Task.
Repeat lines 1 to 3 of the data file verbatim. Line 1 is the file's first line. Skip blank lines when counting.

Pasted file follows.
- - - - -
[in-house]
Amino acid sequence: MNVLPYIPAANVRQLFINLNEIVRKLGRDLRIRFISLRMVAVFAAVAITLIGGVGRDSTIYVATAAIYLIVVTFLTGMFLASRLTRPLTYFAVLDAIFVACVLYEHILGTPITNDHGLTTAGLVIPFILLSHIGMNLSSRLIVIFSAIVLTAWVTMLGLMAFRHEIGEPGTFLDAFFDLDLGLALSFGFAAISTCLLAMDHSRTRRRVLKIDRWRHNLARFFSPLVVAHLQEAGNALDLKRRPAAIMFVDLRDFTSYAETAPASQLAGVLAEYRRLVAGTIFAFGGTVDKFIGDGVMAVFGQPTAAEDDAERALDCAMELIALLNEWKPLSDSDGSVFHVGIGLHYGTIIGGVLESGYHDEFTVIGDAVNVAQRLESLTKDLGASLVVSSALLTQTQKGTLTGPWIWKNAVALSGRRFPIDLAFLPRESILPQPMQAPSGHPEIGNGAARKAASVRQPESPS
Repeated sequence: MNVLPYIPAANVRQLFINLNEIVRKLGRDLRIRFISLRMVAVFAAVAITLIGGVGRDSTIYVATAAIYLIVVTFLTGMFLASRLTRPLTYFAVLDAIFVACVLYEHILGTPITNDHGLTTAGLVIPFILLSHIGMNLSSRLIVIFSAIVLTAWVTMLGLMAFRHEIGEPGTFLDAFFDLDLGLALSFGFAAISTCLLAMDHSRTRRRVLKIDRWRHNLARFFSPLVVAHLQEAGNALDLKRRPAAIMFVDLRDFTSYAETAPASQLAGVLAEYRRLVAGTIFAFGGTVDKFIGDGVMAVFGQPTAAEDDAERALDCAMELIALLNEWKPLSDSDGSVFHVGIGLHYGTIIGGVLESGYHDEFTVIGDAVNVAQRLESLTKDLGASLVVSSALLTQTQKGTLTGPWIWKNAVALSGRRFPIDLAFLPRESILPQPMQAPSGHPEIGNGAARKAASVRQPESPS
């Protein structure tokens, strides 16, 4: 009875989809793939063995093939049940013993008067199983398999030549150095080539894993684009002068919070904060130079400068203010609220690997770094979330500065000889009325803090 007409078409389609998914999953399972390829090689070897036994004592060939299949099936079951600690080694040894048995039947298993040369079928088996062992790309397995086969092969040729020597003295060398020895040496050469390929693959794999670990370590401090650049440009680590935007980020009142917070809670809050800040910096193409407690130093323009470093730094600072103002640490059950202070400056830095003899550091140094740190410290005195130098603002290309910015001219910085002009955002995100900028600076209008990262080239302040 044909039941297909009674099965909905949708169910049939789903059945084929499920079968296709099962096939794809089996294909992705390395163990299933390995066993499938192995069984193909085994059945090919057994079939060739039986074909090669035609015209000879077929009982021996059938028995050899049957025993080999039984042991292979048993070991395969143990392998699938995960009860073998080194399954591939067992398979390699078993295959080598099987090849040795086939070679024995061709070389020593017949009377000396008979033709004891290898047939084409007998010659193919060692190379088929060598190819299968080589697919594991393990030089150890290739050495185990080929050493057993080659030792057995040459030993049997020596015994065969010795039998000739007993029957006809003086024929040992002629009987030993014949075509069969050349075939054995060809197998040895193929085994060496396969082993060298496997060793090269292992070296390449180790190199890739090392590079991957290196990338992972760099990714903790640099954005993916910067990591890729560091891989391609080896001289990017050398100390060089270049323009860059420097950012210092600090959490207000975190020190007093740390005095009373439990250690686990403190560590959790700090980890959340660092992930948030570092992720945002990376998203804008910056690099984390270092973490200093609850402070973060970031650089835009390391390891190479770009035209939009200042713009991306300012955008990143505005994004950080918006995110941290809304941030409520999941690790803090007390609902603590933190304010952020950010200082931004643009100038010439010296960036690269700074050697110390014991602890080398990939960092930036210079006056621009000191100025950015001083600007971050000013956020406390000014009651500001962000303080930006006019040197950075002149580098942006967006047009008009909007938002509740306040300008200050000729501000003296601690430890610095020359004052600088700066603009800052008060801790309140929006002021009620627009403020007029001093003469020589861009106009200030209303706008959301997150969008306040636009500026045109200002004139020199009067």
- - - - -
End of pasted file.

[in-house]
Amino acid sequence: MNVLPYIPAANVRQLFINLNEIVRKLGRDLRIRFISLRMVAVFAAVAITLIGGVGRDSTIYVATAAIYLIVVTFLTGMFLASRLTRPLTYFAVLDAIFVACVLYEHILGTPITNDHGLTTAGLVIPFILLSHIGMNLSSRLIVIFSAIVLTAWVTMLGLMAFRHEIGEPGTFLDAFFDLDLGLALSFGFAAISTCLLAMDHSRTRRRVLKIDRWRHNLARFFSPLVVAHLQEAGNALDLKRRPAAIMFVDLRDFTSYAETAPASQLAGVLAEYRRLVAGTIFAFGGTVDKFIGDGVMAVFGQPTAAEDDAERALDCAMELIALLNEWKPLSDSDGSVFHVGIGLHYGTIIGGVLESGYHDEFTVIGDAVNVAQRLESLTKDLGASLVVSSALLTQTQKGTLTGPWIWKNAVALSGRRFPIDLAFLPRESILPQPMQAPSGHPEIGNGAARKAASVRQPESPS
Repeated sequence: MNVLPYIPAANVRQLFINLNEIVRKLGRDLRIRFISLRMVAVFAAVAITLIGGVGRDSTIYVATAAIYLIVVTFLTGMFLASRLTRPLTYFAVLDAIFVACVLYEHILGTPITNDHGLTTAGLVIPFILLSHIGMNLSSRLIVIFSAIVLTAWVTMLGLMAFRHEIGEPGTFLDAFFDLDLGLALSFGFAAISTCLLAMDHSRTRRRVLKIDRWRHNLARFFSPLVVAHLQEAGNALDLKRRPAAIMFVDLRDFTSYAETAPASQLAGVLAEYRRLVAGTIFAFGGTVDKFIGDGVMAVFGQPTAAEDDAERALDCAMELIALLNEWKPLSDSDGSVFHVGIGLHYGTIIGGVLESGYHDEFTVIGDAVNVAQRLESLTKDLGASLVVSSALLTQTQKGTLTGPWIWKNAVALSGRRFPIDLAFLPRESILPQPMQAPSGHPEIGNGAARKAASVRQPESPS